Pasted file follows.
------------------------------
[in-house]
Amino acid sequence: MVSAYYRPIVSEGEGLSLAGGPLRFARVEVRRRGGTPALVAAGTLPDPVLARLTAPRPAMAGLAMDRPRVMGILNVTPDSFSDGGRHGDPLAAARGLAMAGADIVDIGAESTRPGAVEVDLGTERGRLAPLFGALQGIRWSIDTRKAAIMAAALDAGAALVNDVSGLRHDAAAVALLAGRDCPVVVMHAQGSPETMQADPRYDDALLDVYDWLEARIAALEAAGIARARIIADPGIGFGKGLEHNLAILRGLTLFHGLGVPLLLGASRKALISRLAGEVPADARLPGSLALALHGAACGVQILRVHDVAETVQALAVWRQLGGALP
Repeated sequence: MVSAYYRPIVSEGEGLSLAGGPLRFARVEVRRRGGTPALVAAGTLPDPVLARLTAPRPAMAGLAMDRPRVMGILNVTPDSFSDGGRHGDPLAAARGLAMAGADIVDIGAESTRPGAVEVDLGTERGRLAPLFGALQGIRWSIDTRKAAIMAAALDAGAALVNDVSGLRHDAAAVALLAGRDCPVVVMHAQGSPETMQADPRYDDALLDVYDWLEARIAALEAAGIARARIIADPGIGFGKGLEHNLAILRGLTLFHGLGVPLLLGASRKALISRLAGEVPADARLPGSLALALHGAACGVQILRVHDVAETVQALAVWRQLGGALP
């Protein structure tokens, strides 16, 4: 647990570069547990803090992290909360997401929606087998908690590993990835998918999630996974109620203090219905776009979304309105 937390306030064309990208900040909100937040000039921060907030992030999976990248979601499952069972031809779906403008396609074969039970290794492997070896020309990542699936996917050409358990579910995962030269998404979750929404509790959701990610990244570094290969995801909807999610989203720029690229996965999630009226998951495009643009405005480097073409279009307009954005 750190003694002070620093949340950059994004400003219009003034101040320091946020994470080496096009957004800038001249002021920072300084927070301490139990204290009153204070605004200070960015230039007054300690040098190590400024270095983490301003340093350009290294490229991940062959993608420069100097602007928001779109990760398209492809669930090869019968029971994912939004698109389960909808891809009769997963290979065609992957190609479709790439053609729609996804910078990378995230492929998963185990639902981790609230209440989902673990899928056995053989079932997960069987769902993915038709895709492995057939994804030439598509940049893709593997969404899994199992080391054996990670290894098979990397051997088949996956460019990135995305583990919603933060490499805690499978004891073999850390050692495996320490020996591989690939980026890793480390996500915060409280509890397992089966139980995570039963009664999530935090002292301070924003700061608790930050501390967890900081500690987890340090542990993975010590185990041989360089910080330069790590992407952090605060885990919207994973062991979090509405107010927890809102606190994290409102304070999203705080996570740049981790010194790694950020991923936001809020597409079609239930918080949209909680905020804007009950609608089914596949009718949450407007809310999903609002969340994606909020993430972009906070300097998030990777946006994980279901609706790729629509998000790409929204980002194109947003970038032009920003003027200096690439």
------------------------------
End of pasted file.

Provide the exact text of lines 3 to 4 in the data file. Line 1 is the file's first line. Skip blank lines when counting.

Repeated sequence: MVSAYYRPIVSEGEGLSLAGGPLRFARVEVRRRGGTPALVAAGTLPDPVLARLTAPRPAMAGLAMDRPRVMGILNVTPDSFSDGGRHGDPLAAARGLAMAGADIVDIGAESTRPGAVEVDLGTERGRLAPLFGALQGIRWSIDTRKAAIMAAALDAGAALVNDVSGLRHDAAAVALLAGRDCPVVVMHAQGSPETMQADPRYDDALLDVYDWLEARIAALEAAGIARARIIADPGIGFGKGLEHNLAILRGLTLFHGLGVPLLLGASRKALISRLAGEVPADARLPGSLALALHGAACGVQILRVHDVAETVQALAVWRQLGGALP
């Protein structure tokens, strides 16, 4: 647990570069547990803090992290909360997401929606087998908690590993990835998918999630996974109620203090219905776009979304309105 937390306030064309990208900040909100937040000039921060907030992030999976990248979601499952069972031809779906403008396609074969039970290794492997070896020309990542699936996917050409358990579910995962030269998404979750929404509790959701990610990244570094290969995801909807999610989203720029690229996965999630009226998951495009643009405005480097073409279009307009954005 750190003694002070620093949340950059994004400003219009003034101040320091946020994470080496096009957004800038001249002021920072300084927070301490139990204290009153204070605004200070960015230039007054300690040098190590400024270095983490301003340093350009290294490229991940062959993608420069100097602007928001779109990760398209492809669930090869019968029971994912939004698109389960909808891809009769997963290979065609992957190609479709790439053609729609996804910078990378995230492929998963185990639902981790609230209440989902673990899928056995053989079932997960069987769902993915038709895709492995057939994804030439598509940049893709593997969404899994199992080391054996990670290894098979990397051997088949996956460019990135995305583990919603933060490499805690499978004891073999850390050692495996320490020996591989690939980026890793480390996500915060409280509890397992089966139980995570039963009664999530935090002292301070924003700061608790930050501390967890900081500690987890340090542990993975010590185990041989360089910080330069790590992407952090605060885990919207994973062991979090509405107010927890809102606190994290409102304070999203705080996570740049981790010194790694950020991923936001809020597409079609239930918080949209909680905020804007009950609608089914596949009718949450407007809310999903609002969340994606909020993430972009906070300097998030990777946006994980279901609706790729629509998000790409929204980002194109947003970038032009920003003027200096690439």